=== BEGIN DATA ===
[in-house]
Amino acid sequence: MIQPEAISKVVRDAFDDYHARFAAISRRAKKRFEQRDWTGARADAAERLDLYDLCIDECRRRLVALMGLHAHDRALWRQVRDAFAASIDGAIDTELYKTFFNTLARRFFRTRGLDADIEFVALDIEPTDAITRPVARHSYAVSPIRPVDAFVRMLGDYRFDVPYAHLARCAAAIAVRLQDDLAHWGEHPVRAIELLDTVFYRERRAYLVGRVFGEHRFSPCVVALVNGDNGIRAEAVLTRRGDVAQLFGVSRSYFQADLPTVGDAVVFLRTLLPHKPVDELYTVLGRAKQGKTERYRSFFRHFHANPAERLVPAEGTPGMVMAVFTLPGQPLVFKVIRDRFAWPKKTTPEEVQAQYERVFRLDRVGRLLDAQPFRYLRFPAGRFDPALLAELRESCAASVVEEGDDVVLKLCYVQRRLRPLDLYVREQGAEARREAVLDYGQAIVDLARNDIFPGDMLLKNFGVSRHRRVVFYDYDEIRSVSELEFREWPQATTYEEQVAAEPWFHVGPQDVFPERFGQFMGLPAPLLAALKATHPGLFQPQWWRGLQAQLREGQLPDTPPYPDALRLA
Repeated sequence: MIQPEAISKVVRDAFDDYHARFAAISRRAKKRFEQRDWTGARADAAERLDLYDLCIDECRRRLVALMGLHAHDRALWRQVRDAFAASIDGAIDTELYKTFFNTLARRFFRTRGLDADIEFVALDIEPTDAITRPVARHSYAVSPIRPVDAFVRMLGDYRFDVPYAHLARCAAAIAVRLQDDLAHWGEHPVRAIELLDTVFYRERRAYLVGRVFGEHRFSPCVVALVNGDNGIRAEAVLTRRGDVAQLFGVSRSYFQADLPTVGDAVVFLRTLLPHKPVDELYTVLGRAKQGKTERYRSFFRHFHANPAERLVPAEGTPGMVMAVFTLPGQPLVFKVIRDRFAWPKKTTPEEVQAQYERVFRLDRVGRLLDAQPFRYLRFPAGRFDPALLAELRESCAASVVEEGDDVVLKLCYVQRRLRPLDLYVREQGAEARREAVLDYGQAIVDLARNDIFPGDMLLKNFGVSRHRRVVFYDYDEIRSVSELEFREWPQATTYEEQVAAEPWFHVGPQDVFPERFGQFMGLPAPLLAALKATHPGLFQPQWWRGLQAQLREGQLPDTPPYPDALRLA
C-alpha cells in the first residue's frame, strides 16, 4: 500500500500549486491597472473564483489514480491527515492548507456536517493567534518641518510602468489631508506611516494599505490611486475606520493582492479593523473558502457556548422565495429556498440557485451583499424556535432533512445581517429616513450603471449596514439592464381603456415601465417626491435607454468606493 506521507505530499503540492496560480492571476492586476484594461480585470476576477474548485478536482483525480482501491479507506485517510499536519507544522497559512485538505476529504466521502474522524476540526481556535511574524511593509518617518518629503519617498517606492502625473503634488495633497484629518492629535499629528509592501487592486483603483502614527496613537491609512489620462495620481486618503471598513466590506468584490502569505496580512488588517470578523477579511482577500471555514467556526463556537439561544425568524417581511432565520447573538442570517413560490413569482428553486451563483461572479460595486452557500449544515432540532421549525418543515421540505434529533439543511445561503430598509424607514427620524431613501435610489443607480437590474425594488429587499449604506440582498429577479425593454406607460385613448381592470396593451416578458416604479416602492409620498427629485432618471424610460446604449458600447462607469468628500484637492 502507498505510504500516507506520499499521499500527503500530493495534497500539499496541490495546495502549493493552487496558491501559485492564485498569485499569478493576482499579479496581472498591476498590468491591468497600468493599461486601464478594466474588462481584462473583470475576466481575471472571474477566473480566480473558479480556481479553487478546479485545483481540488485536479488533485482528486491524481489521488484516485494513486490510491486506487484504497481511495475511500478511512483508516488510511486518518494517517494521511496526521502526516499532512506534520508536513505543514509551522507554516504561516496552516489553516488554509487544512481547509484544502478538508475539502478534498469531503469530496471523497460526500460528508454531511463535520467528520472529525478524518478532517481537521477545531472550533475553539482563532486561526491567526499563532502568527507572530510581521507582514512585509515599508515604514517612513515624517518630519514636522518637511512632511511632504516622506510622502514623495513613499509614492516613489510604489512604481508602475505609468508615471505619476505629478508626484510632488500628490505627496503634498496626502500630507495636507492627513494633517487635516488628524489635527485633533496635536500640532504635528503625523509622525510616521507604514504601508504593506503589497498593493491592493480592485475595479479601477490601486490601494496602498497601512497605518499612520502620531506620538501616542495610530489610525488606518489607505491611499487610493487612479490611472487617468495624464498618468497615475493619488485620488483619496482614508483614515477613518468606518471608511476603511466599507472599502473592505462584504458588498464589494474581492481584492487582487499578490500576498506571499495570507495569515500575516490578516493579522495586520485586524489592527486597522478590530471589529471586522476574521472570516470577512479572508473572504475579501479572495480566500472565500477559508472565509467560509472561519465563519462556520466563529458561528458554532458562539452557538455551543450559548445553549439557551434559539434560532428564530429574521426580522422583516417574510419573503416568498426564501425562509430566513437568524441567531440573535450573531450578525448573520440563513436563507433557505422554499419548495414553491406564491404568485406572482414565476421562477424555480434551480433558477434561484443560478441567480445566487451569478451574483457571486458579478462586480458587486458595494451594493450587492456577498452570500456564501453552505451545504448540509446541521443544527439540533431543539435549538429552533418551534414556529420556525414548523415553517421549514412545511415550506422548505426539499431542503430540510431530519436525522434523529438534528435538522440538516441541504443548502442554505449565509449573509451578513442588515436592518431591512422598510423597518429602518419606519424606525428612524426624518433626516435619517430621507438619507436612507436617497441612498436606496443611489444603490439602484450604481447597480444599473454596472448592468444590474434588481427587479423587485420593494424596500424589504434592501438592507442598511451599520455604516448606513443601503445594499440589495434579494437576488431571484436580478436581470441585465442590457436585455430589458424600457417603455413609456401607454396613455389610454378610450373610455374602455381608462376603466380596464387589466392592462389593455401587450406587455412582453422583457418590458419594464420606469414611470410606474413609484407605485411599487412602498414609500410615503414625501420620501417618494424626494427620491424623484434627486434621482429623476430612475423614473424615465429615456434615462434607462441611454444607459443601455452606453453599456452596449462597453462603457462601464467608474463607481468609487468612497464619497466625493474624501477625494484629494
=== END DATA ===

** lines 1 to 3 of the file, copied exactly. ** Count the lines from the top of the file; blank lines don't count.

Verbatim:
[in-house]
Amino acid sequence: MIQPEAISKVVRDAFDDYHARFAAISRRAKKRFEQRDWTGARADAAERLDLYDLCIDECRRRLVALMGLHAHDRALWRQVRDAFAASIDGAIDTELYKTFFNTLARRFFRTRGLDADIEFVALDIEPTDAITRPVARHSYAVSPIRPVDAFVRMLGDYRFDVPYAHLARCAAAIAVRLQDDLAHWGEHPVRAIELLDTVFYRERRAYLVGRVFGEHRFSPCVVALVNGDNGIRAEAVLTRRGDVAQLFGVSRSYFQADLPTVGDAVVFLRTLLPHKPVDELYTVLGRAKQGKTERYRSFFRHFHANPAERLVPAEGTPGMVMAVFTLPGQPLVFKVIRDRFAWPKKTTPEEVQAQYERVFRLDRVGRLLDAQPFRYLRFPAGRFDPALLAELRESCAASVVEEGDDVVLKLCYVQRRLRPLDLYVREQGAEARREAVLDYGQAIVDLARNDIFPGDMLLKNFGVSRHRRVVFYDYDEIRSVSELEFREWPQATTYEEQVAAEPWFHVGPQDVFPERFGQFMGLPAPLLAALKATHPGLFQPQWWRGLQAQLREGQLPDTPPYPDALRLA
Repeated sequence: MIQPEAISKVVRDAFDDYHARFAAISRRAKKRFEQRDWTGARADAAERLDLYDLCIDECRRRLVALMGLHAHDRALWRQVRDAFAASIDGAIDTELYKTFFNTLARRFFRTRGLDADIEFVALDIEPTDAITRPVARHSYAVSPIRPVDAFVRMLGDYRFDVPYAHLARCAAAIAVRLQDDLAHWGEHPVRAIELLDTVFYRERRAYLVGRVFGEHRFSPCVVALVNGDNGIRAEAVLTRRGDVAQLFGVSRSYFQADLPTVGDAVVFLRTLLPHKPVDELYTVLGRAKQGKTERYRSFFRHFHANPAERLVPAEGTPGMVMAVFTLPGQPLVFKVIRDRFAWPKKTTPEEVQAQYERVFRLDRVGRLLDAQPFRYLRFPAGRFDPALLAELRESCAASVVEEGDDVVLKLCYVQRRLRPLDLYVREQGAEARREAVLDYGQAIVDLARNDIFPGDMLLKNFGVSRHRRVVFYDYDEIRSVSELEFREWPQATTYEEQVAAEPWFHVGPQDVFPERFGQFMGLPAPLLAALKATHPGLFQPQWWRGLQAQLREGQLPDTPPYPDALRLA